This was supposed to get easier.

They told me time heals and that time was what I needed.

Time has passed.  It is passing right now.

So why isn’t this getting any easier?  Why is every day that much harder?
Like climbing a steep incline, picking up more rocks to add to my rucksack the whole way up, getting shorter of breath the longer I climb.  The air gets thinner, where I began with you by my side becomes further and further as I watch the life we knew fade away from me and my body starts to give out from exhaustion, refusing to carry me any further.  All the while, the heaviness of my pack increases by the step.  It doesn’t get any easier.  Dealing with the suicide of a loved one will never get easier and you were my most loved.

Losing you is the hardest thing I’ve ever had to deal with.  I lost a part of myself, the piece of me I had thought I’d never find, the piece of myself that made me feel whole.

The piece of me that was you.

My heart and soul shattered into a million pieces the night I walked into the bedroom and found you lifeless on the floor, rifle still leaning against the nightstand.  I go through my days like a blind woman searching the dirty floor of a dark room with her hands trying to find the tiny fragments of myself that are still strewn about my world after being blasted apart by the single 45 caliber bullet you fired.

A single bullet.  That’s all it took to bring you peace and to break me to pieces.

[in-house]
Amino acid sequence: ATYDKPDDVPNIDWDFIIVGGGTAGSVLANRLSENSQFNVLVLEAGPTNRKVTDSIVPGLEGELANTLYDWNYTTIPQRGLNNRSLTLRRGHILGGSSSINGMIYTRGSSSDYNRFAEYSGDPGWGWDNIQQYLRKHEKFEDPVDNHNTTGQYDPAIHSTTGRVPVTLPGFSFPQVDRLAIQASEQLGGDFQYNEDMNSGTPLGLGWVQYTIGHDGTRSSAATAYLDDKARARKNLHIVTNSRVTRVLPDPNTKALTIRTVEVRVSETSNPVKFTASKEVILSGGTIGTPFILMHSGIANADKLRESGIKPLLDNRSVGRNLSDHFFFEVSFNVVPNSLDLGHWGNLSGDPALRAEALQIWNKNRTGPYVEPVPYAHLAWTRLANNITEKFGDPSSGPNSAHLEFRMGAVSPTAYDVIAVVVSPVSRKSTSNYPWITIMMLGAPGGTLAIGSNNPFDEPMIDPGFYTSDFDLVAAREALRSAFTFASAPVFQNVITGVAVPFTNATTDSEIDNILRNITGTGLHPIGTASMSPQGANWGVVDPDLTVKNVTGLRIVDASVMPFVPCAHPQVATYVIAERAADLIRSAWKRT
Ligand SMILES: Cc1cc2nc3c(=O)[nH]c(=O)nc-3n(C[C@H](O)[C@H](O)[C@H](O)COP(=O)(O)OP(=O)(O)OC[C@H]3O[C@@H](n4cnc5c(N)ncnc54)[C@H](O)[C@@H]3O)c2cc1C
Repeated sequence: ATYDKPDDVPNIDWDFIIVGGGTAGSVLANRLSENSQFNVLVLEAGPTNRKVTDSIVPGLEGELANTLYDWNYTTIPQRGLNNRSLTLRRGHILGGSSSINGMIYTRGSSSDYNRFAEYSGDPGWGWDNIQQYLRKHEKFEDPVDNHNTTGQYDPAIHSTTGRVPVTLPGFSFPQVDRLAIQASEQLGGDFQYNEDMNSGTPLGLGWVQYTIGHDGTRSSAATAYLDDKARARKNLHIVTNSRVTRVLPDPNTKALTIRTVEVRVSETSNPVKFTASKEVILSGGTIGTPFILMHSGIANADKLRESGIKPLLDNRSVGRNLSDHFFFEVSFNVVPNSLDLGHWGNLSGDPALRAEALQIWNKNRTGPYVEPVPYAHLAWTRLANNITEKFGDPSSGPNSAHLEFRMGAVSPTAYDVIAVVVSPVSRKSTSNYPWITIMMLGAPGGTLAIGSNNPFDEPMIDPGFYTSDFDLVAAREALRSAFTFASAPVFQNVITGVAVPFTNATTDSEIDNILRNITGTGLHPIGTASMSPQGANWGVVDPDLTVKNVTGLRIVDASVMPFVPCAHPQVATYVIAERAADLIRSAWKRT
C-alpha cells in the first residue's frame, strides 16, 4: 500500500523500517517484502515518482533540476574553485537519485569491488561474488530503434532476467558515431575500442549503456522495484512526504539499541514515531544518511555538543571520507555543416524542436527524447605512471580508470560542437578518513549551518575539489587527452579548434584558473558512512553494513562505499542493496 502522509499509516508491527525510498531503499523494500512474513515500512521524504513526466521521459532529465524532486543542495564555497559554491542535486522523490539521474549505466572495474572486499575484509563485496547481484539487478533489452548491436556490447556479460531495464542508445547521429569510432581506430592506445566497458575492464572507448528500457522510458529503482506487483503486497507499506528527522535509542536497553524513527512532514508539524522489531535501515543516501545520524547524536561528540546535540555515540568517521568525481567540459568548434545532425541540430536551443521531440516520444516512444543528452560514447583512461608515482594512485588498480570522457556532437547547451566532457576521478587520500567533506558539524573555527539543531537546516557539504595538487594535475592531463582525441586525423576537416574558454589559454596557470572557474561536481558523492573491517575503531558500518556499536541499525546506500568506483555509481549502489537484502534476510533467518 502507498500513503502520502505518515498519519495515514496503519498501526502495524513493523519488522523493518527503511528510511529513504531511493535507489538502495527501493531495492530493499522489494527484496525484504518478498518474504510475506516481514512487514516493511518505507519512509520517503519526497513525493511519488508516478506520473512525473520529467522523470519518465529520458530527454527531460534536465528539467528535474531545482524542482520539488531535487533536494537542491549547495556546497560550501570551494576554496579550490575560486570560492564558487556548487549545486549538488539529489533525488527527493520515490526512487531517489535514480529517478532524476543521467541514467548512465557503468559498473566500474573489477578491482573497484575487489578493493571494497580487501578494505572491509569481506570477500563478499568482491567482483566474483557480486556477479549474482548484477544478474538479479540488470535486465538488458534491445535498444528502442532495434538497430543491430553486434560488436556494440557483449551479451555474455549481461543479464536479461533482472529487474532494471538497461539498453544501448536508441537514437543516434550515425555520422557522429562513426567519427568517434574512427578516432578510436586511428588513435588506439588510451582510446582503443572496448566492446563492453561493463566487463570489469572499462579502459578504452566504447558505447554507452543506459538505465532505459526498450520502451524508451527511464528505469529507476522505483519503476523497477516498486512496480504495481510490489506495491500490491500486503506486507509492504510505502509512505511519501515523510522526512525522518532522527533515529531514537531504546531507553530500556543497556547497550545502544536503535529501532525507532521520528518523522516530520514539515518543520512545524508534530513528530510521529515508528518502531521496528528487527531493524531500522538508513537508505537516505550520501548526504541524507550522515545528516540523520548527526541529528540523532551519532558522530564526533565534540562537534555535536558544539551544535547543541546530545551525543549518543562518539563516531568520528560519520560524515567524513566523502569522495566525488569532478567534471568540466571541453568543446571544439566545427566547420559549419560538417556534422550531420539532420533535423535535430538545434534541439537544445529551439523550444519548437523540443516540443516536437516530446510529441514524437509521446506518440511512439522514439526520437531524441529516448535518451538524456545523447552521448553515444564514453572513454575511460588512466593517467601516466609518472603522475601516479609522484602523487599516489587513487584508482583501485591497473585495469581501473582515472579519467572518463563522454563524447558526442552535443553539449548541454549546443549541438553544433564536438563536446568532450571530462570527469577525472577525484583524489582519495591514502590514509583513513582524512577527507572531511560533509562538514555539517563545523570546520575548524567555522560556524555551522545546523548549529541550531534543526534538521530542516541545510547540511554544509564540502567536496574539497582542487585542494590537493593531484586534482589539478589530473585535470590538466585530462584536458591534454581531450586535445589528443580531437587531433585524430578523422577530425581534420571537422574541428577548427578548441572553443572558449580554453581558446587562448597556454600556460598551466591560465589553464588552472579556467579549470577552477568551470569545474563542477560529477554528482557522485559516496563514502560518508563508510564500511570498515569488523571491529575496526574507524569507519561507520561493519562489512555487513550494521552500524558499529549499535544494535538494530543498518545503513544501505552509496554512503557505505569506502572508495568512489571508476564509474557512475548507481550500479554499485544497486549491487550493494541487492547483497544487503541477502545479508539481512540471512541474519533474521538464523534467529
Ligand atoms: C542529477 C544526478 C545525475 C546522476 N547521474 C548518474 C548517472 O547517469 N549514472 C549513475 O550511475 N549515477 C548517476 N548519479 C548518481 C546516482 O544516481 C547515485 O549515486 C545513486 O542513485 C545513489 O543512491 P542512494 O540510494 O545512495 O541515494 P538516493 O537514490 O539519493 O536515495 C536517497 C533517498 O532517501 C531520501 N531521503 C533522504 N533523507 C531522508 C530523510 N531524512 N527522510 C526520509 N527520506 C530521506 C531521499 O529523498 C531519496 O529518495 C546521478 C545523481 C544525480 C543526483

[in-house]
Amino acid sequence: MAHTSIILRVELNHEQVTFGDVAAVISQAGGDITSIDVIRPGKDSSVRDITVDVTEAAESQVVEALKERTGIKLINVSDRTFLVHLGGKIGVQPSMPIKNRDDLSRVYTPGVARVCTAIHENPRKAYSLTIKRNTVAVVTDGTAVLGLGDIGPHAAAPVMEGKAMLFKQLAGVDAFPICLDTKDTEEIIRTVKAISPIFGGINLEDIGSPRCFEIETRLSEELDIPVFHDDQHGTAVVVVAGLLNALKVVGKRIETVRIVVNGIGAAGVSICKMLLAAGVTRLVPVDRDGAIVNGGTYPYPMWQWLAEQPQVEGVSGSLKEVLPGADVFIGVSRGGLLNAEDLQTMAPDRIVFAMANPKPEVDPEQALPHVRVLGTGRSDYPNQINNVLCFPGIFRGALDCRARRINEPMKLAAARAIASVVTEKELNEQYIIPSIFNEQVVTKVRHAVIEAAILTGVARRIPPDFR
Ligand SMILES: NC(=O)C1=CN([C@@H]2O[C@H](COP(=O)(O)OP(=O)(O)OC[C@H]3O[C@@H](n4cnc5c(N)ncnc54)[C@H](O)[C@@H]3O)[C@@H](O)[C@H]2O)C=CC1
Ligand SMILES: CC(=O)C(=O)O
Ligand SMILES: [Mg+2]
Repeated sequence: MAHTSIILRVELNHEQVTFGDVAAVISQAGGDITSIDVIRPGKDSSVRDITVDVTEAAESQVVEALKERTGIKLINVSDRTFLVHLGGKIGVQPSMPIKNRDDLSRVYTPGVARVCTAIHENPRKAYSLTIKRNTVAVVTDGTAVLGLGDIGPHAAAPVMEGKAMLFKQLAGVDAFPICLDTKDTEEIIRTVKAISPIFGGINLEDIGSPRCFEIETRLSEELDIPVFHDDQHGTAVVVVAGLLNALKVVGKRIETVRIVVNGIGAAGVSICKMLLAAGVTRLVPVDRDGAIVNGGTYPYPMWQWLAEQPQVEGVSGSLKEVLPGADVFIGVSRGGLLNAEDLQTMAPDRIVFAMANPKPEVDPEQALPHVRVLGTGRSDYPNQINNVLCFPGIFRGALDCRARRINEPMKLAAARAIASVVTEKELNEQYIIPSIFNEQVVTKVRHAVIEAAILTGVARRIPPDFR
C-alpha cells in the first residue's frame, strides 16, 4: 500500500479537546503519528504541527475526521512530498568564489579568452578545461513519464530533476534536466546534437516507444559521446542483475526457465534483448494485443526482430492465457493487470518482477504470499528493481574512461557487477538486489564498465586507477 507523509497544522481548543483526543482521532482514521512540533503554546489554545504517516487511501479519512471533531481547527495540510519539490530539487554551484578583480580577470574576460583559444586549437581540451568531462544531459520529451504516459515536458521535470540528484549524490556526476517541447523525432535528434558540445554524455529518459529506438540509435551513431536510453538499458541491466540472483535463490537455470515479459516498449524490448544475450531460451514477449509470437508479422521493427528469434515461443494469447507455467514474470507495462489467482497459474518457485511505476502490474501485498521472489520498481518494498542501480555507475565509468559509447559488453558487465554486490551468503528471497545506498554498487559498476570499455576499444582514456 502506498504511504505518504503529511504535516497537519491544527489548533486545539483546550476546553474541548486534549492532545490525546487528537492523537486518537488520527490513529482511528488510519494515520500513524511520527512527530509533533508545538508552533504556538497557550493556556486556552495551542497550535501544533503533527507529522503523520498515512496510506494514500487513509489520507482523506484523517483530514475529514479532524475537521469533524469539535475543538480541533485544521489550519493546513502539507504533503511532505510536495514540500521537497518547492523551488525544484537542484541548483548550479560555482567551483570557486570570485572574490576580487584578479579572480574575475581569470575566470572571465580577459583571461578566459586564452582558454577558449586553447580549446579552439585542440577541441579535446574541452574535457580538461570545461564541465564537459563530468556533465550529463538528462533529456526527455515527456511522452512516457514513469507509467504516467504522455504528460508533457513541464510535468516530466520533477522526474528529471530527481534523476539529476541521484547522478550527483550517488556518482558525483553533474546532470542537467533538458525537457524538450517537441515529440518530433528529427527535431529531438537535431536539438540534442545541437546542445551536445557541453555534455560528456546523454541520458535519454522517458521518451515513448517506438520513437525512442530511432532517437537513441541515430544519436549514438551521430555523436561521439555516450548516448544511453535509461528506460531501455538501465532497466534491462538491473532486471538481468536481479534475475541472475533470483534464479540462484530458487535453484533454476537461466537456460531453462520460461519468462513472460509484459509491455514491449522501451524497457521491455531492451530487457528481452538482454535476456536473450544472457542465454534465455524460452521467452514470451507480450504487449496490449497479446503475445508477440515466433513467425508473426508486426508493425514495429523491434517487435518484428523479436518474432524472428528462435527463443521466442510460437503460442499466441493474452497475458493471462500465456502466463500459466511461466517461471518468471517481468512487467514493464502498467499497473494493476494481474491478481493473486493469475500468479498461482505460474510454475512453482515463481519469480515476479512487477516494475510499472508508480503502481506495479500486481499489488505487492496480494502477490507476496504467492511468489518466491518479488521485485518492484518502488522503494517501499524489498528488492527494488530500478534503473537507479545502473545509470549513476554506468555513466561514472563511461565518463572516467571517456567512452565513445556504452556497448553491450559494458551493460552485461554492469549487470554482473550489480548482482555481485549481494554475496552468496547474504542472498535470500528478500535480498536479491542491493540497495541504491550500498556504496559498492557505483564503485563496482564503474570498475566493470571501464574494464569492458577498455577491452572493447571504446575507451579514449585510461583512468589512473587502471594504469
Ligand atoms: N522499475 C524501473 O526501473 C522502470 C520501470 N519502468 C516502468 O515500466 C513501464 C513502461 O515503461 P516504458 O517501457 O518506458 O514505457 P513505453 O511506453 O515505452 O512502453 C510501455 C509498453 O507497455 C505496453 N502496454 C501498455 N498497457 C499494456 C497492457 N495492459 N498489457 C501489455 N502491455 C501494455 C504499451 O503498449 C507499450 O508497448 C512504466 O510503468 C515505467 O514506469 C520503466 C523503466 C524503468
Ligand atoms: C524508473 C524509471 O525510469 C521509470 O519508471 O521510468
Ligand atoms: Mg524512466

There are times when the thought of you brings me such immense joy.  I can remember the sound of your voice, the softness of your hands, the smoothness of your skin as I would run my hands over your shoulders and down your arms, admiring the utter beauty of your body.  I wear the purple shirt I loved seeing you in so much, buttoning up the front and feeling like all those memories of seeing you wear it are wrapping me in your love and begging me to never forget.  I open up your tool box and search through it, play the iPod of music you left behind on the stereo, stroke the keys on the keyboard of your laptop and feel like my hands are somehow closer to yours.  I tell stories of you and laugh and say your name freely.  Sometimes I can actually forget that you aren’t coming back home or that I will never hear you laugh again, and for a moment, I can actually feel peace.  Then it all comes rushing back in and the temporary reflections of memories are broken apart as the stone of reality breaks the placid surface and sinks all of my feelings of artificial contentment to the depths of the dark abyss.